Over time at the Philadelphia shop City Planter, between being wedged in an indoor jungle and shuffled around amid inventory shipments, some foliage would fall to the wayside and start down the precipitous path of neglect.

“Usually we try to rehab them because I think a lot of plant people are hoarders, so we can’t throw things away,” said Sue White, who owns the Northern Liberties-based business with her husband, Peter Smith. “So we were amassing this collection.” (Along with dinged-up pots and cuttings propagating in various glassware.)

With this growing pile of stuff during the COVID-19 pandemic — also a year of racial and social reckoning — Smith and White started the Garage, an online yard sale of sorts, to sell steeply discounted plants in need of TLC and well-worn or blemished pots.

And City Planter, taking inspiration from other city businesses, has donated all the proceeds to regional organizations.

“Historically, when there is a global crisis, usually what happens is there is a little bit of a downturn when it comes to large checks,” said David Semerad, cofounder of Kindest, which specializes in online fund-raising for nonprofits. “When it comes to individuals and the amount of people who care about what’s going on in the world, it actually goes up by a lot.”

The average personal donation was about $608 in 2020, with the amount of charity increasing nationally by 25% in the last holiday season compared with 2019, according to a report Kindest shared. Pennsylvanians gave an average of $489 last year, up from $420 in 2019. In New Jersey and New York, the averages were a respective $337 and $439 in 2020. Kindest scrutinized the weekly spending of 900,000 Americans based on releases from consumer finance apps, and matched it to more than 150 charitable groups.

Recipients of the Garage’s proceeds have so far included West Philadelphia’s Mill Creek Urban Farm and the Lenape Nation of Pennsylvania, an Easton, Pa.-based nonprofit. The latter provides education about the Lenape Nation, which historically lived in the Mid-Atlantic — a broad geographical swath that extends from New York and covers present-day Philadelphia and its suburbs. European colonizers illegally and violently seized the land from the Lenape in the 18th century and forced its tribes to migrate west.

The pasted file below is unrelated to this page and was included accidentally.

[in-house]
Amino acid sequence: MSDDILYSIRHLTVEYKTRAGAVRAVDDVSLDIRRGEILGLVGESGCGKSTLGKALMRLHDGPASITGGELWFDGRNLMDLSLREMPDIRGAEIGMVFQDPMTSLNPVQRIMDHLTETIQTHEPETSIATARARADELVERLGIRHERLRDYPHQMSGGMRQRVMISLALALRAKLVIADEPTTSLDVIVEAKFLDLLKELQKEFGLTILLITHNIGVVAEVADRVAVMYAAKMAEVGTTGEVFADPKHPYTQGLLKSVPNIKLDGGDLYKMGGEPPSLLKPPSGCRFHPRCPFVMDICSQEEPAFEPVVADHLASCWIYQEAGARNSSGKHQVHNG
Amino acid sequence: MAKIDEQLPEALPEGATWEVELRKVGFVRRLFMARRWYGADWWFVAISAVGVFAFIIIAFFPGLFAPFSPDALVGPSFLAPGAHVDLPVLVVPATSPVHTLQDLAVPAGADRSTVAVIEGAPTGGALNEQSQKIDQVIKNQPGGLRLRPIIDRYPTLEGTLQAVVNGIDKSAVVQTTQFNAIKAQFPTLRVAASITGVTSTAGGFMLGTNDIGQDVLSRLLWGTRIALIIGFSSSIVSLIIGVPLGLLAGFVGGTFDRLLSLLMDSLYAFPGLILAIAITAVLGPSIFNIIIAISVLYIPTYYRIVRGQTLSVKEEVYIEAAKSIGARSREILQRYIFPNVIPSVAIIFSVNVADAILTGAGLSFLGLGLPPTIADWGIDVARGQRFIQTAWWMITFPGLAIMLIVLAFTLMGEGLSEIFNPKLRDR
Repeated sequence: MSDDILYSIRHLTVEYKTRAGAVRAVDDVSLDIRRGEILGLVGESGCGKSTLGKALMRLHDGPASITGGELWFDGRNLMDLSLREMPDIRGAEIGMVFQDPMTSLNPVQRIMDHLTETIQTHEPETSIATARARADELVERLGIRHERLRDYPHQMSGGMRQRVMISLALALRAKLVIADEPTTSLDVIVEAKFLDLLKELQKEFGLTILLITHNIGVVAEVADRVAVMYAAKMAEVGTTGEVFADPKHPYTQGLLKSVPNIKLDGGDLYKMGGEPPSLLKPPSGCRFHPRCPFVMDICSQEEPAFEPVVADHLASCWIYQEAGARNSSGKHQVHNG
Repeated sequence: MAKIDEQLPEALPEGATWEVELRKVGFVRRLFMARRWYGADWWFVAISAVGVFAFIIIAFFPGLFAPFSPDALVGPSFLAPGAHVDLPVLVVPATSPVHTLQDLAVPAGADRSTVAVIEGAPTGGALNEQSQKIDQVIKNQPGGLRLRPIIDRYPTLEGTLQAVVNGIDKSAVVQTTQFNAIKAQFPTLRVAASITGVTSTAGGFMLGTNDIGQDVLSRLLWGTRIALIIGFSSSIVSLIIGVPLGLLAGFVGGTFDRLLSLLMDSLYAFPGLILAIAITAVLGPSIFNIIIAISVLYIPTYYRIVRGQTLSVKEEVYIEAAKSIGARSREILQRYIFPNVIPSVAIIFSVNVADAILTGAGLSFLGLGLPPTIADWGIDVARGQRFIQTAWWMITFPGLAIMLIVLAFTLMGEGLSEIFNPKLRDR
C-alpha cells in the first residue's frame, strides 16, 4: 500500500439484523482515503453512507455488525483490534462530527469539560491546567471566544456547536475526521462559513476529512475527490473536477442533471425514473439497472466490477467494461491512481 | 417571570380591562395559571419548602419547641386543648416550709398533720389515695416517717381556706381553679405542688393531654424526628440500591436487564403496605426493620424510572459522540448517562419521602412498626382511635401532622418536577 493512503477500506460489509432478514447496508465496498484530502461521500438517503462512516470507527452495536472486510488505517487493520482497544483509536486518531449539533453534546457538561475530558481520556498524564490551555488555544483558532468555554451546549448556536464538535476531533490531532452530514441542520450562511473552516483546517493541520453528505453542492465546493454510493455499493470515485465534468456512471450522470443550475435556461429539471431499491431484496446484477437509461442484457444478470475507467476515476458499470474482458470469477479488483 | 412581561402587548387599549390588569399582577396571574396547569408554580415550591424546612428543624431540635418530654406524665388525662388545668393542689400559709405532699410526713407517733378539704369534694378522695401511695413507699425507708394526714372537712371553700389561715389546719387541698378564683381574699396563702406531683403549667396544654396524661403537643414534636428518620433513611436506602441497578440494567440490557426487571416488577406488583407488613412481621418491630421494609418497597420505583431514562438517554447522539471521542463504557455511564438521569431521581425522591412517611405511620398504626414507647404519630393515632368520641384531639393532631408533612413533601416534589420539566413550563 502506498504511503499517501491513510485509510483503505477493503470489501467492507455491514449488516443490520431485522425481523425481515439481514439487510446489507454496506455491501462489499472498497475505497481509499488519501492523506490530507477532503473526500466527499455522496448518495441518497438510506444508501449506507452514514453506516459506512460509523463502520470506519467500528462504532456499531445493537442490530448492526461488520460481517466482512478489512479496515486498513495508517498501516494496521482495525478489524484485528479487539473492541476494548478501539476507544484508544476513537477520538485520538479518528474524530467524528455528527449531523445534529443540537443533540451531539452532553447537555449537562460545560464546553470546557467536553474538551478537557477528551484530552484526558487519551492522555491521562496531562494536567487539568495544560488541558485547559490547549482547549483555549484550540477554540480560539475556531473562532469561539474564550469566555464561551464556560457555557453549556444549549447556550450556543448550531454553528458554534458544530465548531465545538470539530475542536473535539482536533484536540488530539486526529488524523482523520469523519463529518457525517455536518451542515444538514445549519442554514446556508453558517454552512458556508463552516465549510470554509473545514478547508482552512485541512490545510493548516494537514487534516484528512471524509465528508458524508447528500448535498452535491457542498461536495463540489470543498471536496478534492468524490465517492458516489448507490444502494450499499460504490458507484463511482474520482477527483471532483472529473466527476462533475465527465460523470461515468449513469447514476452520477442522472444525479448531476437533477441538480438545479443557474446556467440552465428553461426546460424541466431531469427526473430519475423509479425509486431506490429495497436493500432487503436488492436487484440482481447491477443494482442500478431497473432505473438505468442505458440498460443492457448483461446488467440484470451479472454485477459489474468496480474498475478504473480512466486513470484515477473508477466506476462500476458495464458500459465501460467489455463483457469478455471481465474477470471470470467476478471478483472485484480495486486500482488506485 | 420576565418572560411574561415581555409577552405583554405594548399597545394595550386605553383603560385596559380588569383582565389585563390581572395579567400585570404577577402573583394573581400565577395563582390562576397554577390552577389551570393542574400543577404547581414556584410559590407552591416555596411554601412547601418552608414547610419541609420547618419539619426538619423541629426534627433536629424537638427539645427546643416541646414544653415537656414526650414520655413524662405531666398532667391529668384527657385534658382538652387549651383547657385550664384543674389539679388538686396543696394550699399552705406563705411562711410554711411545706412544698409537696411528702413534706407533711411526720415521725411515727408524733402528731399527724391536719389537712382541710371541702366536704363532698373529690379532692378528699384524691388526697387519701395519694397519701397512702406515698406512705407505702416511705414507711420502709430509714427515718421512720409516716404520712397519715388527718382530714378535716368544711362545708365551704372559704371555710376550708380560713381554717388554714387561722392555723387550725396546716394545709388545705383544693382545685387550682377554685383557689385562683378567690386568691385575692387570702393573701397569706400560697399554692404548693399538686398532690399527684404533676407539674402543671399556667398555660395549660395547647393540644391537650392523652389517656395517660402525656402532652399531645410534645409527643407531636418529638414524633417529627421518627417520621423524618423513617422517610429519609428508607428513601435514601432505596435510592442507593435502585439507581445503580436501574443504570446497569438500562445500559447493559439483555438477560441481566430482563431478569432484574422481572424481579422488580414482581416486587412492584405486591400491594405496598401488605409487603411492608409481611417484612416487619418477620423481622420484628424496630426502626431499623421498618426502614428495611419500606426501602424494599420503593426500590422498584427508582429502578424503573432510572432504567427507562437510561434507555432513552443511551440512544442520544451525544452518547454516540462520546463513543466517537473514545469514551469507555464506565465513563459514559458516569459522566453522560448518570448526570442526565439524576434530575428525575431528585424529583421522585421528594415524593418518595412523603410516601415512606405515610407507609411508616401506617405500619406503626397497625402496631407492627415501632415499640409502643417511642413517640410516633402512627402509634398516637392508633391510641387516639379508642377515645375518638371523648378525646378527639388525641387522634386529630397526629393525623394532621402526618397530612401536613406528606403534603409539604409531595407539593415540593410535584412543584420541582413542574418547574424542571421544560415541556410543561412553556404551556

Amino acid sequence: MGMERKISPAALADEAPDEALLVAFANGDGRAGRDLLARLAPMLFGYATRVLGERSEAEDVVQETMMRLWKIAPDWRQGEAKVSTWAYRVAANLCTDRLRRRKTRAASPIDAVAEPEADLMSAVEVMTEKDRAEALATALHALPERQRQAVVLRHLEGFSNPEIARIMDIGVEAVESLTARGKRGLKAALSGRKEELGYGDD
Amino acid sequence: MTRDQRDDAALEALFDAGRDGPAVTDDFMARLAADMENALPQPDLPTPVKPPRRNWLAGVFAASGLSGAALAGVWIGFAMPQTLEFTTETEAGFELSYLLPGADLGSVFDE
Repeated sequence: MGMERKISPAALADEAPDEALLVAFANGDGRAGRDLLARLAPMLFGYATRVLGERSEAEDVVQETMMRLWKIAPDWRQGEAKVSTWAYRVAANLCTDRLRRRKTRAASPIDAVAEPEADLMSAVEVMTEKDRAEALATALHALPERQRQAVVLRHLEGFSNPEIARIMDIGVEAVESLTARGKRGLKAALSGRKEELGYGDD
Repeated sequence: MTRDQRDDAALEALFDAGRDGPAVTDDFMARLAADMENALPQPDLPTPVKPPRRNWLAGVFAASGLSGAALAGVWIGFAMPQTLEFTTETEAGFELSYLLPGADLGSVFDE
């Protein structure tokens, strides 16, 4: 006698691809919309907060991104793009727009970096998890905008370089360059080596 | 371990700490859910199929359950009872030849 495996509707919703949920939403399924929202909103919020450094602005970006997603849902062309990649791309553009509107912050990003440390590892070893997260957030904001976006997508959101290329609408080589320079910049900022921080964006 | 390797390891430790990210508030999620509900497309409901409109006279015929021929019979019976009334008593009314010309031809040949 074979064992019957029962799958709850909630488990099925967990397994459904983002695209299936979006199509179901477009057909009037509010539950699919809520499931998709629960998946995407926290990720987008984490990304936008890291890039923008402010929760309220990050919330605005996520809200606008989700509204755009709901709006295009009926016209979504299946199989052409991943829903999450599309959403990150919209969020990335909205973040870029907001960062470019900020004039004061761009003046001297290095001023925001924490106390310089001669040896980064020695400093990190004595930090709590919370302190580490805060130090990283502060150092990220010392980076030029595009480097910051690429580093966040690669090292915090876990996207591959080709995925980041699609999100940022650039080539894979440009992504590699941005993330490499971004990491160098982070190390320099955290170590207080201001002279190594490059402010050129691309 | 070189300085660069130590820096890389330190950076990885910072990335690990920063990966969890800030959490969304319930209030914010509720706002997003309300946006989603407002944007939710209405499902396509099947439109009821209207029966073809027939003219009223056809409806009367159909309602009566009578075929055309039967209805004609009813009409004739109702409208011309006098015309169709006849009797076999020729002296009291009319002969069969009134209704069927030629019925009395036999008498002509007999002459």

“Caring for plants and caring about your community are really similar,” White said. “It takes a certain kind of person to take on plant care as a career, and that kind of empathy extends to the community, as well.”

As of late January, City Planter, which publicly posts receipts from the Garage donations, had donated $631 to the Lenape Nation of Pennsylvania and $1,083 to Mill Creek Urban Farm, which is run by people of color.

The cuttings sell for a few dollars each. White said the Garage was also motivated by the popularity of plant purges from houseplant hobbyists on social media. “Occasionally, they’ll sell for $20, $25, and there will be some really good finds. So it’s like a regular garage sale. Sometimes you find a treasure.”

About two miles away from City Planter, the tattoo studio and graphic design company True Hand Society created a line of merchandise emblazoned with “Leave Philly Alone” early in the pandemic and donated $10 from the sale of each T-shirt, sweater, pin, or flag. Customers chose where to send the donation from a list of more than 75 local recipients that included the ACLU of Pennsylvania, Fishtails Animal Rescue, Sang Kee Peking Duck House, and Women Against Abuse. By the end of 2020, it placed greater focus on giving to Black-owned businesses.

“It came up as a way to promote shelter in place and social distancing,” said Mike Ski, the owner of True Hand. “And we just thought it was kind of funny because it sounded like Philly attitude, and that was really the gist of it. And like I said, we kind of, like, relinquished our intent to the degree that it remains positive, but allowed people to find their own meaning in it.”

As of last month, Leave Philly Alone had raised $90,000. “It’s ... bananas,” Ski said.

“The whole thing was premised on a sense of urgency,” he said, adding that True Hand allows donation recipients to use the money as they like, which often goes toward paying the bills and staff. “We lost a lot of our regular business, so we decided to keep busy and do this.”